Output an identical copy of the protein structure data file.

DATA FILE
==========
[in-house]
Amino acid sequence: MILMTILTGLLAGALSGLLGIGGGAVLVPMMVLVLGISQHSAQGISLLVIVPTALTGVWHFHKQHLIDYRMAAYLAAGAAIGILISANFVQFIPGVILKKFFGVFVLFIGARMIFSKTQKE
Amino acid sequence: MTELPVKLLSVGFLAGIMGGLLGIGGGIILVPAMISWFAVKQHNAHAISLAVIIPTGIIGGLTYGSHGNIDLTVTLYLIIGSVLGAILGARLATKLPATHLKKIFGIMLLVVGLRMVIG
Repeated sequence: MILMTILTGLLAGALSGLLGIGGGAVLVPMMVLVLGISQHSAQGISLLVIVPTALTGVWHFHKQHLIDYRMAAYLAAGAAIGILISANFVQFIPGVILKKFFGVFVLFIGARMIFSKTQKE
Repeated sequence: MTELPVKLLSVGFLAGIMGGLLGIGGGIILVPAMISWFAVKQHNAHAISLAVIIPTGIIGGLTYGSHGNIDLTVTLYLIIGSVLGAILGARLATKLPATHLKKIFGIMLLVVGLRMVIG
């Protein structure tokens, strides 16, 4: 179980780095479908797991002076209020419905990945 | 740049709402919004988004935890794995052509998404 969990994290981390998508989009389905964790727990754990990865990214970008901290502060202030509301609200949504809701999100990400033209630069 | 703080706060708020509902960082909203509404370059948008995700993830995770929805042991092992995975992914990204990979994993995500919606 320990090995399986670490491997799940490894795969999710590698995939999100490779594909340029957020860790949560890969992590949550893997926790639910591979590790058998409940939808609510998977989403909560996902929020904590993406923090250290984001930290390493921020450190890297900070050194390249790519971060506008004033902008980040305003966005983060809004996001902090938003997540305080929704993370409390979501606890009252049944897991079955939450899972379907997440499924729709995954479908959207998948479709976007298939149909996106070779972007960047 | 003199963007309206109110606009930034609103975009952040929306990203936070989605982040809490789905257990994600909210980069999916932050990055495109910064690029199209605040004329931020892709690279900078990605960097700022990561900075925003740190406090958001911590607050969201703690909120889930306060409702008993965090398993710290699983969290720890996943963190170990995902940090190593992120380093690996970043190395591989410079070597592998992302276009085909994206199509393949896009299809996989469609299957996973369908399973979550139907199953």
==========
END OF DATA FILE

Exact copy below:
[in-house]
Amino acid sequence: MILMTILTGLLAGALSGLLGIGGGAVLVPMMVLVLGISQHSAQGISLLVIVPTALTGVWHFHKQHLIDYRMAAYLAAGAAIGILISANFVQFIPGVILKKFFGVFVLFIGARMIFSKTQKE
Amino acid sequence: MTELPVKLLSVGFLAGIMGGLLGIGGGIILVPAMISWFAVKQHNAHAISLAVIIPTGIIGGLTYGSHGNIDLTVTLYLIIGSVLGAILGARLATKLPATHLKKIFGIMLLVVGLRMVIG
Repeated sequence: MILMTILTGLLAGALSGLLGIGGGAVLVPMMVLVLGISQHSAQGISLLVIVPTALTGVWHFHKQHLIDYRMAAYLAAGAAIGILISANFVQFIPGVILKKFFGVFVLFIGARMIFSKTQKE
Repeated sequence: MTELPVKLLSVGFLAGIMGGLLGIGGGIILVPAMISWFAVKQHNAHAISLAVIIPTGIIGGLTYGSHGNIDLTVTLYLIIGSVLGAILGARLATKLPATHLKKIFGIMLLVVGLRMVIG
């Protein structure tokens, strides 16, 4: 179980780095479908797991002076209020419905990945 | 740049709402919004988004935890794995052509998404 969990994290981390998508989009389905964790727990754990990865990214970008901290502060202030509301609200949504809701999100990400033209630069 | 703080706060708020509902960082909203509404370059948008995700993830995770929805042991092992995975992914990204990979994993995500919606 320990090995399986670490491997799940490894795969999710590698995939999100490779594909340029957020860790949560890969992590949550893997926790639910591979590790058998409940939808609510998977989403909560996902929020904590993406923090250290984001930290390493921020450190890297900070050194390249790519971060506008004033902008980040305003966005983060809004996001902090938003997540305080929704993370409390979501606890009252049944897991079955939450899972379907997440499924729709995954479908959207998948479709976007298939149909996106070779972007960047 | 003199963007309206109110606009930034609103975009952040929306990203936070989605982040809490789905257990994600909210980069999916932050990055495109910064690029199209605040004329931020892709690279900078990605960097700022990561900075925003740190406090958001911590607050969201703690909120889930306060409702008993965090398993710290699983969290720890996943963190170990995902940090190593992120380093690996970043190395591989410079070597592998992302276009085909994206199509393949896009299809996989469609299957996973369908399973979550139907199953």